By Julie Pace
WASHINGTON: For President Barack Obama, Russia’s aggressive annexation of Crimea is testing central tenets of his foreign policy philosophy: his belief in the power of direct diplomacy, his preference for using economic sanctions as punishment and his inclination to proceed cautiously in order to avoid creating larger long-term problems.
The question facing the White House is whether actions that have done little to stop Russia from claiming Crimea are tough enough to stop further escalations. And if they continue to prove insufficient, what else is Obama willing to do to change Vladimir Putin’s calculus?
The menu of additional options appears limited. The White House says a military response is not being considered, and officials have so far resisted calls to supply Ukraine’s fledgling government with military equipment. Instead, the U.S. is likely to focus on financial assistance to Ukraine and deepening economic sanctions against Russian officials whom the White House deems responsible for the crisis.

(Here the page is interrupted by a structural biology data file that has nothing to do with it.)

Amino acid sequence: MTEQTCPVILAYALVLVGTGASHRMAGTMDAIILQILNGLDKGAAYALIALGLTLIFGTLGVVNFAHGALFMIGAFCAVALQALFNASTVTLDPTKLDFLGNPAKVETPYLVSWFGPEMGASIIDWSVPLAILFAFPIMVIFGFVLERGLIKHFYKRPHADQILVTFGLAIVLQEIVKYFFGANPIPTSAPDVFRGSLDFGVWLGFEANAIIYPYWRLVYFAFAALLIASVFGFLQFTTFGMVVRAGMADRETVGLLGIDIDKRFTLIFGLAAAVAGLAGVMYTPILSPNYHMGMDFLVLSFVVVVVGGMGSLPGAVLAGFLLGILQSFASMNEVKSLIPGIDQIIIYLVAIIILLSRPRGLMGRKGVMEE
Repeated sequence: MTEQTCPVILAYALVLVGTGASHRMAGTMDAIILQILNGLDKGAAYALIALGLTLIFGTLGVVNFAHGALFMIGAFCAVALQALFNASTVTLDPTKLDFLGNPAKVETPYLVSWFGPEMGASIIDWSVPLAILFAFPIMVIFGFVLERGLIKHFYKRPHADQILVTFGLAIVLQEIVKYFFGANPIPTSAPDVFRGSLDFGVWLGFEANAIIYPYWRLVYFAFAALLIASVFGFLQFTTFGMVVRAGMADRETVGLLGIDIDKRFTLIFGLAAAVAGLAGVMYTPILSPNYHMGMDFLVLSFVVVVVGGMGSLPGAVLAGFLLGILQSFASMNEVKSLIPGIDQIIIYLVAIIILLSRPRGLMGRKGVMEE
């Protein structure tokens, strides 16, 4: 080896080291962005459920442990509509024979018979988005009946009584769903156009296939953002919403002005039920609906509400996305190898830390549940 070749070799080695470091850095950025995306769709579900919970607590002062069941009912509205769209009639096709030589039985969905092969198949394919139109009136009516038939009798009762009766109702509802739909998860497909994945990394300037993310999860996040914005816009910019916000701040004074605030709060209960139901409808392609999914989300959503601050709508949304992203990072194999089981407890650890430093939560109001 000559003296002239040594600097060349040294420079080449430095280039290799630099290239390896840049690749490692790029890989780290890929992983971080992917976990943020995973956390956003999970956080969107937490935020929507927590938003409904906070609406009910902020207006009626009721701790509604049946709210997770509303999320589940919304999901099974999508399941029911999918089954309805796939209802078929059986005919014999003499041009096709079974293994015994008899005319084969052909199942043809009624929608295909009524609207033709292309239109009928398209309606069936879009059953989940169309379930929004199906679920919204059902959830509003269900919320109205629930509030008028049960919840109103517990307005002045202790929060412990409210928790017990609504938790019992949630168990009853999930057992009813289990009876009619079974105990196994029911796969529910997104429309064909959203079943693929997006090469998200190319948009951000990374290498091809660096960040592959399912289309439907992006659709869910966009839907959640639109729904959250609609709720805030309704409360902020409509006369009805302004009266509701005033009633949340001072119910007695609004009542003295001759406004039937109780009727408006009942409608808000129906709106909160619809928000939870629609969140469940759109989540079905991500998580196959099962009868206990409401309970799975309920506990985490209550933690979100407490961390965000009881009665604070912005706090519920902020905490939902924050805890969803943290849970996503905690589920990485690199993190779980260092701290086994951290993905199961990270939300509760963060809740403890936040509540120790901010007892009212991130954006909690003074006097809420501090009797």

White House spokesman Jay Carney vowed Wednesday that “more action will be taken.” He indicated that financial penalties could spread to the Russian arms sector, wealthy oligarchs and additional Kremlin officials.
And Vice President Joe Biden, trying to soothe concerns in nations on Russia’s borders, said in Lithuania that the U.S. will respond to any aggression against its NATO allies. He declared, “We’re in this together with you.”
But thus far, sanctions levied by both the U.S. and the European Union have done little to deter Russian President Putin. Nor have Obama’s direct appeals to Putin in four lengthy phone calls or his efforts to isolate Russia internationally by rallying allies to suspend preparations for the economic summit Putin was scheduled to host this summer.
“We have gotten ourselves backed into a pretty bad corner,” said Rosa Brooks, an international law professor at Georgetown University who served in the Pentagon during Obama’s first term. “Putin quite correctly calculated that there’s really not much we can do.”
Almost every punishment or warning from the United States has been followed by defiance from the Russian leader.
“If you push a spring too hard, at some point it will spring back,” Putin said in a fiery speech Tuesday. “You always need to remember this.”
Administration officials privately acknowledge there is little chance Putin will give up Crimea.